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British Columbia Worker safety plan on track after deadly sawmill explosions in B.C.: adviser

Smoke rises as police tape surrounds Babine Forest Products mill in Burns Lake, B.C. Saturday, Jan. 21, 2012.

JONATHAN HAYWARD/THE CANADIAN PRESS

Sawmill operators in B.C. have committed to a safety plan since two separate explosions that killed four workers and injured 40 others in 2012, says a special adviser appointed by the government.

Gord Macatee took on the task last July to review safety operations at the province's sawmills.

His mission also involved overhauling investigation and inspection methods at WorkSafeBC after flawed techniques were cited by the Crown for its decision not to lay criminal charges in both cases.

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The threat of combustible sawdust at mills was highlighted as a safety issue that required constant vigilance.

"I see evidence of a serious commitment to managing this risk on an ongoing basis," Macatee said Wednesday. "All of that leads me to say, hopefully, it's much safer that it's ever been in the past and it will stay that way."

He said sawmills have committed to a daily inspection routine reporting weekly to WorkSafeBC, which would also conduct regular on-site inspections.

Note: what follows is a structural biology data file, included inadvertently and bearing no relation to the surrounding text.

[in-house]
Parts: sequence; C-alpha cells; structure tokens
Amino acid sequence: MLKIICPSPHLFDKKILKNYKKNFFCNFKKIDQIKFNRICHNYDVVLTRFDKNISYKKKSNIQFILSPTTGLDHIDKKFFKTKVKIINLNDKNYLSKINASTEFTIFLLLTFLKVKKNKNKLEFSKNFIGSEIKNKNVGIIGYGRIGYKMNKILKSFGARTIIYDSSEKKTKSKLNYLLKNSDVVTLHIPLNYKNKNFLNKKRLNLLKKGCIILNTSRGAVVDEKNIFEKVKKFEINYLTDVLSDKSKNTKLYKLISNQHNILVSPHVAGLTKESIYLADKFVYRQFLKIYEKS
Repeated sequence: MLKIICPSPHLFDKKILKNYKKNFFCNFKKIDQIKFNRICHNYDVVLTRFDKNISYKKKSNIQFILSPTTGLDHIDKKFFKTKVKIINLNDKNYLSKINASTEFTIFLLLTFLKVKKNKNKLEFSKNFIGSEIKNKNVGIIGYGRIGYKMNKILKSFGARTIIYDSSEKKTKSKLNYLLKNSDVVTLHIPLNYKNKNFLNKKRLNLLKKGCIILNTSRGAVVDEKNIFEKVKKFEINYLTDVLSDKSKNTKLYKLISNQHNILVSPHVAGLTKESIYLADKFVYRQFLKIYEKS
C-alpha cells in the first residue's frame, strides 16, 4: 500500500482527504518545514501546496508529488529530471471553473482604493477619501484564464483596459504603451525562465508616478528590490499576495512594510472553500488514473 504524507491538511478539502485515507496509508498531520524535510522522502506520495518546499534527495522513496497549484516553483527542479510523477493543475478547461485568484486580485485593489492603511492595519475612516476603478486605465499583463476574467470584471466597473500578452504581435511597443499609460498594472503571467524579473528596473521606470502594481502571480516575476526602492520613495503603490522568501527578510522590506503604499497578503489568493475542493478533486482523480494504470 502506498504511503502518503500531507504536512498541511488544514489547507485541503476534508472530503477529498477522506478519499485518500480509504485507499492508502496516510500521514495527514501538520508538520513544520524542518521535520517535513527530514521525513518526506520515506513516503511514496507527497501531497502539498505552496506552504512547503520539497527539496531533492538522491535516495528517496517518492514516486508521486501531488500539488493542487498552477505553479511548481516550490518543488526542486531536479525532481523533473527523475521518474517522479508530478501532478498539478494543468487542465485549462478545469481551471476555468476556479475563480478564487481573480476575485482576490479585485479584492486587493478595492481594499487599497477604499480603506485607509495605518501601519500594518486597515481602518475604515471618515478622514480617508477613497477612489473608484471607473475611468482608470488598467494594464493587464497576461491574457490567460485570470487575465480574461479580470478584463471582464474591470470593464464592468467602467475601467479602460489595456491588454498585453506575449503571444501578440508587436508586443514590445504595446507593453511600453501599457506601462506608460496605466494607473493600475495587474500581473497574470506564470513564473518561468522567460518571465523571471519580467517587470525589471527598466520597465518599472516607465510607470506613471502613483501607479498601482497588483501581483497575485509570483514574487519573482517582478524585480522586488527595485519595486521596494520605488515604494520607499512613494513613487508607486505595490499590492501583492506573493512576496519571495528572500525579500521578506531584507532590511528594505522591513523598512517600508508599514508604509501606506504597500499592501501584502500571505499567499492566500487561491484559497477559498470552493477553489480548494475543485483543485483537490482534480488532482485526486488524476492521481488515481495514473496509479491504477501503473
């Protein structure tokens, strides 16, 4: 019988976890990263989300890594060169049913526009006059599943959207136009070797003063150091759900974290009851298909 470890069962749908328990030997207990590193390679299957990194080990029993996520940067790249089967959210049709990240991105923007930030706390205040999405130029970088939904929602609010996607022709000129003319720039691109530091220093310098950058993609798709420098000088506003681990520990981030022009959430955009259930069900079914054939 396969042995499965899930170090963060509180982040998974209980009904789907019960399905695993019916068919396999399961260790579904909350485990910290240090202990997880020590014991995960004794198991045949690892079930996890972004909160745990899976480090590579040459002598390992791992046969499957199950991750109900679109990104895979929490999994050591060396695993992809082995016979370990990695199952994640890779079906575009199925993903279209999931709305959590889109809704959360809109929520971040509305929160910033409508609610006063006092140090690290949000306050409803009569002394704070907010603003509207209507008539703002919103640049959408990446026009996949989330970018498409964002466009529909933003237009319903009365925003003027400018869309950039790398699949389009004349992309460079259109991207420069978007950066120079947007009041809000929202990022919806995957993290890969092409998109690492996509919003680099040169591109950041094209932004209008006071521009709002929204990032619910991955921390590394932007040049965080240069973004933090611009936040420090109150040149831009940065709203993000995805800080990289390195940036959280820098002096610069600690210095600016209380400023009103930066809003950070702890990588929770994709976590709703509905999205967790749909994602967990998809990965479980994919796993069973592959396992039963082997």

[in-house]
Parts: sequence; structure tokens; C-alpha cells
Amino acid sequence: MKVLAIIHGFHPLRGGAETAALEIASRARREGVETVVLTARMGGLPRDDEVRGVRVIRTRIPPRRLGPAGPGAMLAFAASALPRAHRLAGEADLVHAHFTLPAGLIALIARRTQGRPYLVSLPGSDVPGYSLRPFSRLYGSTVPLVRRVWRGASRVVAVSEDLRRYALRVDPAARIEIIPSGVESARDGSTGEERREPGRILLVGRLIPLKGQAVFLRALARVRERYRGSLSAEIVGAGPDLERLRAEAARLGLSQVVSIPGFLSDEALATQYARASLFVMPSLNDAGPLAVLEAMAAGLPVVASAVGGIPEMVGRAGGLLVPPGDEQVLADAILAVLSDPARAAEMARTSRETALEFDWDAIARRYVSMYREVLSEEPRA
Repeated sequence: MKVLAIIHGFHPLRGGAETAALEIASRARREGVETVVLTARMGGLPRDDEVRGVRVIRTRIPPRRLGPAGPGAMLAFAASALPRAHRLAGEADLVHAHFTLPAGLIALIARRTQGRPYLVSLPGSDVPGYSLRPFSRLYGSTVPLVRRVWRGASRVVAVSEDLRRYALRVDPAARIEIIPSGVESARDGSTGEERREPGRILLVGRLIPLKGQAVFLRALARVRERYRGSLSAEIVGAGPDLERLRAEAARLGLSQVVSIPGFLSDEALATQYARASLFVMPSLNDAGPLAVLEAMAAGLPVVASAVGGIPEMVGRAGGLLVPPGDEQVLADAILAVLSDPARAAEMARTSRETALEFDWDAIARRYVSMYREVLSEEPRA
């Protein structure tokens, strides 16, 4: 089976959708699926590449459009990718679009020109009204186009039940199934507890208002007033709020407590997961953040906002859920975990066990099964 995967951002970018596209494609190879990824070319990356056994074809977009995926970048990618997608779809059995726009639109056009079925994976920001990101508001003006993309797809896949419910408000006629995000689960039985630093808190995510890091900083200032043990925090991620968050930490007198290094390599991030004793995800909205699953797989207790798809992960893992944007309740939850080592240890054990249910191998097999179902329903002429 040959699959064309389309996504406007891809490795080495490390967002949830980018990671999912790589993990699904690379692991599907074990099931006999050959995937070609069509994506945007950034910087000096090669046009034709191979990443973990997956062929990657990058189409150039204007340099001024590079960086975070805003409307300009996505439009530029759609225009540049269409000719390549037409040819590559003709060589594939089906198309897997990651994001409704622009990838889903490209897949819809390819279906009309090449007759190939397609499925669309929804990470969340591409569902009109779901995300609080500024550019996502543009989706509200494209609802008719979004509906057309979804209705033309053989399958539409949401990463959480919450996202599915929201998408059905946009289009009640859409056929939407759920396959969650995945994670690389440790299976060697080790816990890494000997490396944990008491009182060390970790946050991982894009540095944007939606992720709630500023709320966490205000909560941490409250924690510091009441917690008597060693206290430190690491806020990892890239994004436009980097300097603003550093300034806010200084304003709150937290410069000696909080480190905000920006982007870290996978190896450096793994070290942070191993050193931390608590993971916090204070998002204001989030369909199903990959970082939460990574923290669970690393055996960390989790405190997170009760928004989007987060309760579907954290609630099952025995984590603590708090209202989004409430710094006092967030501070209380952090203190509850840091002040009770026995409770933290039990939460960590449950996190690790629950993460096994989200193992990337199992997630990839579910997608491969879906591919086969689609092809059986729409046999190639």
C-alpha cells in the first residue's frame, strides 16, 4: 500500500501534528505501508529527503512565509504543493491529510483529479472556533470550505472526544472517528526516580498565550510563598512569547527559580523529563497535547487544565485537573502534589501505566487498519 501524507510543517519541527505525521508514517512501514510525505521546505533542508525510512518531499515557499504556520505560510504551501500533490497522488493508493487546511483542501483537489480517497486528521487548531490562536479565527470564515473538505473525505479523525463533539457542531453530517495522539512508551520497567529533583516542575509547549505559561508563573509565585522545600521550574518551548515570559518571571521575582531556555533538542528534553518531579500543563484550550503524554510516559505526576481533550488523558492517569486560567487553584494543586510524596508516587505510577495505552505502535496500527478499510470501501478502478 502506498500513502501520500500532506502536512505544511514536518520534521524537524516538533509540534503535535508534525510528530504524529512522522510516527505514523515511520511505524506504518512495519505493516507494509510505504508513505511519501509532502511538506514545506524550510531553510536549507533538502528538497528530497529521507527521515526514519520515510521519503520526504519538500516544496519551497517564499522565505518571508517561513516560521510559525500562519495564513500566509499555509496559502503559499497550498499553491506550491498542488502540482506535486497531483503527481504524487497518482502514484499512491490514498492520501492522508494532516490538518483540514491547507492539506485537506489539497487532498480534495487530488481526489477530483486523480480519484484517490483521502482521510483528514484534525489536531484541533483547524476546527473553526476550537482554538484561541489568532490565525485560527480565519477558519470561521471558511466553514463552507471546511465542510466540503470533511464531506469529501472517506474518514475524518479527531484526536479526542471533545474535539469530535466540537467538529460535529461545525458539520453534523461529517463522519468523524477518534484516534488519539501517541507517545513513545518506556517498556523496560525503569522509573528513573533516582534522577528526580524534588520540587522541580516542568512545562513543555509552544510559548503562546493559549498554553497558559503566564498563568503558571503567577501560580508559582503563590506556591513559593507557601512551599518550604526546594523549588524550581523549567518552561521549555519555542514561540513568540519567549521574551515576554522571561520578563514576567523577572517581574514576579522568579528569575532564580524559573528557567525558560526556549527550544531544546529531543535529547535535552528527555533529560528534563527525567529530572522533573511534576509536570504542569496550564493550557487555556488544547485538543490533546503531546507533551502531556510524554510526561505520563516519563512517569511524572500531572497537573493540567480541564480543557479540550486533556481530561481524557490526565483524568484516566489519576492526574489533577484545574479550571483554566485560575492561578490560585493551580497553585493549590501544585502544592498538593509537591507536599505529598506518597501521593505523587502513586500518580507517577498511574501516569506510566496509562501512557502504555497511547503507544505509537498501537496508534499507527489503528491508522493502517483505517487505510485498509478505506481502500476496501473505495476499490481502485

"It's an example of where the industry has really taken responsibility for getting on top of this risk and ensuring that not only are they compliant on a day the inspector shows up, but that they are compliant every day," Macatee said.

Macatee's report made 43 recommendations, which the government said it would implement.

He said 23 of the recommendations are already in place, eight are on track for completion and legislation introduced this month covers the 12 that remain.

The Workers Compensation Amendment Act proposes immediate and stiff penalties for safety violations and comes with powers to shut down operations.

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"We've certainly seen major progress made by WorkSafeBC, and Mr. Macatee continues to oversee the progress that's being made," said Labour Minister Shirley Bond, who appointed the special adviser.

"There's still some work to be done, and, obviously one of the most important pieces is the piece of legislation in front of the house."

Bond called for changes at WorkSafeBC last spring to restore public confidence in the agency's investigations when no charges were laid over the explosions just months apart in 2012 at Burns Lake and Prince George.

Macatee recommended WorkSafeBC adopt a new investigation model based on a dual system that preserves the ability to conduct investigations for both cause and prosecutions at the scene of accidents or incidents.

He said the prosecution team will be called in by a WorkSafeBC gatekeeper who will ensure evidence is protected and admissible to the courts.

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